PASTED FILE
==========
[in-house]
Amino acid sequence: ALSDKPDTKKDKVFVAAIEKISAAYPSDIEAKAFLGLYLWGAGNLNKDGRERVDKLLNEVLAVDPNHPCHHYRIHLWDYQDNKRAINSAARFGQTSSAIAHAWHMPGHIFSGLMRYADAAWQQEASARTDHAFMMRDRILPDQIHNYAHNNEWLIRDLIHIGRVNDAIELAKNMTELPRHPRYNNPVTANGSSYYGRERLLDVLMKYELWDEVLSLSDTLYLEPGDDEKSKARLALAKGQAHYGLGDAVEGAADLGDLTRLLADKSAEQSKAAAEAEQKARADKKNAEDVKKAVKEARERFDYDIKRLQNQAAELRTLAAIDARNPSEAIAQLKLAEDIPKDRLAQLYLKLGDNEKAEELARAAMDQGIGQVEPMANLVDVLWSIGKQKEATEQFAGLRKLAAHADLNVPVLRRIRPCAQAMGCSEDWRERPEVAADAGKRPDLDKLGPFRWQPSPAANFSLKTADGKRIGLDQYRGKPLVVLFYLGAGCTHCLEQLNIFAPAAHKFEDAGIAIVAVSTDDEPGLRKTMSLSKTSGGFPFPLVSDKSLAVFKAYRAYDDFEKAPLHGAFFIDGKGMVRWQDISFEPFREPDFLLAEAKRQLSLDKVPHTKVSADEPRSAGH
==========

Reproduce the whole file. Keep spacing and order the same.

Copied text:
[in-house]
Amino acid sequence: ALSDKPDTKKDKVFVAAIEKISAAYPSDIEAKAFLGLYLWGAGNLNKDGRERVDKLLNEVLAVDPNHPCHHYRIHLWDYQDNKRAINSAARFGQTSSAIAHAWHMPGHIFSGLMRYADAAWQQEASARTDHAFMMRDRILPDQIHNYAHNNEWLIRDLIHIGRVNDAIELAKNMTELPRHPRYNNPVTANGSSYYGRERLLDVLMKYELWDEVLSLSDTLYLEPGDDEKSKARLALAKGQAHYGLGDAVEGAADLGDLTRLLADKSAEQSKAAAEAEQKARADKKNAEDVKKAVKEARERFDYDIKRLQNQAAELRTLAAIDARNPSEAIAQLKLAEDIPKDRLAQLYLKLGDNEKAEELARAAMDQGIGQVEPMANLVDVLWSIGKQKEATEQFAGLRKLAAHADLNVPVLRRIRPCAQAMGCSEDWRERPEVAADAGKRPDLDKLGPFRWQPSPAANFSLKTADGKRIGLDQYRGKPLVVLFYLGAGCTHCLEQLNIFAPAAHKFEDAGIAIVAVSTDDEPGLRKTMSLSKTSGGFPFPLVSDKSLAVFKAYRAYDDFEKAPLHGAFFIDGKGMVRWQDISFEPFREPDFLLAEAKRQLSLDKVPHTKVSADEPRSAGH